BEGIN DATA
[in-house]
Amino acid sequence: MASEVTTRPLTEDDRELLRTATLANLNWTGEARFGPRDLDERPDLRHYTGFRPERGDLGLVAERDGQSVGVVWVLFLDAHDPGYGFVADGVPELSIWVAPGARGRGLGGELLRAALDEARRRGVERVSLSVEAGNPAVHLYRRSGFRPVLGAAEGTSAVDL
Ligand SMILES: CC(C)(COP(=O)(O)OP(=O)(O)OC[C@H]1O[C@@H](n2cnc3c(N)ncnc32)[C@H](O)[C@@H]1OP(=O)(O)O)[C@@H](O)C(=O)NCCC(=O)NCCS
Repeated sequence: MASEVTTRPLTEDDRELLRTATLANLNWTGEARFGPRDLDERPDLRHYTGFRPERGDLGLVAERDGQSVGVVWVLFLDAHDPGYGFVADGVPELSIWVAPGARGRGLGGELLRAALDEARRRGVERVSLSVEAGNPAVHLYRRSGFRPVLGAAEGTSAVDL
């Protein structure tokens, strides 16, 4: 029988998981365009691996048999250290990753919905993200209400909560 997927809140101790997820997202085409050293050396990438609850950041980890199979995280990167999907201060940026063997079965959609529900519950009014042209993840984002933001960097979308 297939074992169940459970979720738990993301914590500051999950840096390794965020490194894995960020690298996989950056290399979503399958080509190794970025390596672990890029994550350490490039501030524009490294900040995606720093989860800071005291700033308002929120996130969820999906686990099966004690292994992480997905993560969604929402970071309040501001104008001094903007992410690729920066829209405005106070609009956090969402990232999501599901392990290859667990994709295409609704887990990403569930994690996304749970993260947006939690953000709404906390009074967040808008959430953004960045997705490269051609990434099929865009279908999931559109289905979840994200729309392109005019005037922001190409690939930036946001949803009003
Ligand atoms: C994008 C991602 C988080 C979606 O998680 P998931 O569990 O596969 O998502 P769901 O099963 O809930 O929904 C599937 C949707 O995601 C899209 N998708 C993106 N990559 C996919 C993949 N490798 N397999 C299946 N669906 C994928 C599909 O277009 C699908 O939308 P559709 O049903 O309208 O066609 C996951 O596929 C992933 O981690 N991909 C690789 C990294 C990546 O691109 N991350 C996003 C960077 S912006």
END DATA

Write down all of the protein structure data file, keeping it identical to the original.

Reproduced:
[in-house]
Amino acid sequence: MASEVTTRPLTEDDRELLRTATLANLNWTGEARFGPRDLDERPDLRHYTGFRPERGDLGLVAERDGQSVGVVWVLFLDAHDPGYGFVADGVPELSIWVAPGARGRGLGGELLRAALDEARRRGVERVSLSVEAGNPAVHLYRRSGFRPVLGAAEGTSAVDL
Ligand SMILES: CC(C)(COP(=O)(O)OP(=O)(O)OC[C@H]1O[C@@H](n2cnc3c(N)ncnc32)[C@H](O)[C@@H]1OP(=O)(O)O)[C@@H](O)C(=O)NCCC(=O)NCCS
Repeated sequence: MASEVTTRPLTEDDRELLRTATLANLNWTGEARFGPRDLDERPDLRHYTGFRPERGDLGLVAERDGQSVGVVWVLFLDAHDPGYGFVADGVPELSIWVAPGARGRGLGGELLRAALDEARRRGVERVSLSVEAGNPAVHLYRRSGFRPVLGAAEGTSAVDL
């Protein structure tokens, strides 16, 4: 029988998981365009691996048999250290990753919905993200209400909560 997927809140101790997820997202085409050293050396990438609850950041980890199979995280990167999907201060940026063997079965959609529900519950009014042209993840984002933001960097979308 297939074992169940459970979720738990993301914590500051999950840096390794965020490194894995960020690298996989950056290399979503399958080509190794970025390596672990890029994550350490490039501030524009490294900040995606720093989860800071005291700033308002929120996130969820999906686990099966004690292994992480997905993560969604929402970071309040501001104008001094903007992410690729920066829209405005106070609009956090969402990232999501599901392990290859667990994709295409609704887990990403569930994690996304749970993260947006939690953000709404906390009074967040808008959430953004960045997705490269051609990434099929865009279908999931559109289905979840994200729309392109005019005037922001190409690939930036946001949803009003
Ligand atoms: C994008 C991602 C988080 C979606 O998680 P998931 O569990 O596969 O998502 P769901 O099963 O809930 O929904 C599937 C949707 O995601 C899209 N998708 C993106 N990559 C996919 C993949 N490798 N397999 C299946 N669906 C994928 C599909 O277009 C699908 O939308 P559709 O049903 O309208 O066609 C996951 O596929 C992933 O981690 N991909 C690789 C990294 C990546 O691109 N991350 C996003 C960077 S912006």